System font deep dive
It’s still relatively common to see a giant font stack aimed at selecting the system font of each different platform:
font-family: -apple-system, BlinkMacSystemFont, "Segoe UI", Roboto, sans-serif;
The CSS keyword
system-ui as a value for font-family has been supported by all browsers for years, so the above code is no longer necessary. Additionally, Safari also supports the keywords
ui-serif. In the words of the CSS Font Spec, system fonts “allow web content to integrate with the look and feel of the native OS”. More importantly, they’re great for performance, and some of them look better than most of what you’ll find on Google Fonts.
Which typefaces do these keywords select on the different operating systems? Let’s take a look.
macOS, iOS, iPadOS
On Apple devices, all the system fonts are variable fonts.
system-ui both select the same font: SF Pro. SF Pro is one particular variant of a typeface called San Francisco. SF Pro has a weight axis, a width axis and an optical size axis, offering a huge amount of typographic versatility.
font-family: ui-sans-serif, system-ui;
There’s also a grade axis which can be adjusted using the
font-variation-settings CSS property:
font-variation-settings: "GRAD" 400;
Grade is similar to weight. Increasing the weight of a font makes the text wider. Increasing the grade makes the letters thicker without changing the width of the text.
ui-serif maps to New York. New York offers a weight axis, an optical size axis and a grade axis.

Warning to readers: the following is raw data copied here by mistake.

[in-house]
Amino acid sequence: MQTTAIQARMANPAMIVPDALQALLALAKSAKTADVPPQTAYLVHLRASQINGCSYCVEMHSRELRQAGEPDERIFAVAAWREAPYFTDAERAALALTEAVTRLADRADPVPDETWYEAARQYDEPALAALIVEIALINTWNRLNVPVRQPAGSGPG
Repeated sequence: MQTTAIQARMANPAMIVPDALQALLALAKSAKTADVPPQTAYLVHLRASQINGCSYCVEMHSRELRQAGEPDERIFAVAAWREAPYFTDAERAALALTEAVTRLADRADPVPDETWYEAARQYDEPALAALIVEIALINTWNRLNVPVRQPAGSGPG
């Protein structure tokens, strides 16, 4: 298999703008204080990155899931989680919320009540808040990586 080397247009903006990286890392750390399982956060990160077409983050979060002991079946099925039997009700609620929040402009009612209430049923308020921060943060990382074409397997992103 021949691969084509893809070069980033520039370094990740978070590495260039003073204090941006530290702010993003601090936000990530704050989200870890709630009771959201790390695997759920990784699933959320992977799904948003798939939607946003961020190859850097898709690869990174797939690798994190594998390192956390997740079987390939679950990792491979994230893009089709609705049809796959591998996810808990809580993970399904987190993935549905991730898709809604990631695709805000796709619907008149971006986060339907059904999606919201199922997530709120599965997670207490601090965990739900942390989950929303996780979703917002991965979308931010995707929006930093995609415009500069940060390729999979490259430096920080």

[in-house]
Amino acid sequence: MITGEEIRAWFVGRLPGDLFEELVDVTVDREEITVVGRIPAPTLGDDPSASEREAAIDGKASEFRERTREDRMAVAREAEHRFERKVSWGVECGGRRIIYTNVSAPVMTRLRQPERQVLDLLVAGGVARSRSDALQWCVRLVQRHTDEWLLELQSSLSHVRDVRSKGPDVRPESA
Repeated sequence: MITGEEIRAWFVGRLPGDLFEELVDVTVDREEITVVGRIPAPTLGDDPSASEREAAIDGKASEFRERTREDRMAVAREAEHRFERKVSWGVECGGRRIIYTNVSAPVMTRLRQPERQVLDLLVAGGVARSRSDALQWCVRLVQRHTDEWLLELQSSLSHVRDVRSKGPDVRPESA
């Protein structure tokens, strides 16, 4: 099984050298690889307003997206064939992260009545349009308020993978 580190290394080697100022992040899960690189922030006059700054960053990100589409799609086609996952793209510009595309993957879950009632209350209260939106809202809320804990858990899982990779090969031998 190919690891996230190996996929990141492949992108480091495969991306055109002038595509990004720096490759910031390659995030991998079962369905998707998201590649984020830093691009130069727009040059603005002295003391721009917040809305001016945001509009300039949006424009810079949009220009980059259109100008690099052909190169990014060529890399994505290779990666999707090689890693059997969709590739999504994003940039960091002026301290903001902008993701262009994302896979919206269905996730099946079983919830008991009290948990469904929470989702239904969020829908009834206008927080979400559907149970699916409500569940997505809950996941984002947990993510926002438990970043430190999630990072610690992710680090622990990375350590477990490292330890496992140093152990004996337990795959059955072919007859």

ui-rounded maps to SF Rounded. It has a grade and a weight axis.
ui-monospace maps to SF Mono. This is generally used for displaying code. It has a weight axis and a
YAXS makes the font vertically thicker. The
YAXS axis can be adjusted using the
font-variation-settings CSS property.
The whole point of system fonts is that they’re already on the users operating system, but if you need to download any of these typefaces to use in design software like Figma, they’re available from Apple here.
If you’re viewing this page using Safari, you can view all the above typefaces here.
Windows uses Segoe UI as its system font. Windows 11 added Segoe UI Variable, a variable version of the typeface, but sadly this version is not used when you specify the
system-ui keyword. According to this blog post by a Microsoft employee, it is possible to access the variable version by explicitly specifying the name of the font. e.g:
font-family: 'Segoe UI Variable Display', system-ui;
You can download Segoe UI and Segoe Ui Variable from Windows here.
No browser on Windows supports
The open-source font Roboto is used on Android phones. Roboto Flex, a variable version of the typeface, has been publicly released.
Unfortunately, this is not used when you specify the
system-ui keyword. I opened a bug that you can star here.
Roboto can be downloaded from Google Fonts here.
No browser on Android supports
While Roboto is open-source and can be freely used for anything on any platform, that isn’t the case for Segoe UI or any of the Apple fonts. The licence from Apple states: “you may use the Apple Font solely for creating mock-ups of user interfaces to be used in software products running on Apple’s iOS, iPadOS, macOS, tvOS or watchOS operating systems, as applicable”. The license for Segoe UI says you may use the font “solely to design, develop and test your programs that run on a Microsoft Platform”. You can’t use it in an
The obvious drawback of system fonts is that your website will look different on every operating system. The font-size, letter-spacing, width and weight you carefully select on one platform may not look ideal when another font is used on a different platform. You can make use of ultra-condensed and expanded versions of SF Pro, for example, and it’ll look great, but there’s currently no way to recreate that look with Segoe or Roboto. You’ll need to do a lot of cross-device testing if you’re going to take this approach. Perhaps the performance factor makes it worthwhile.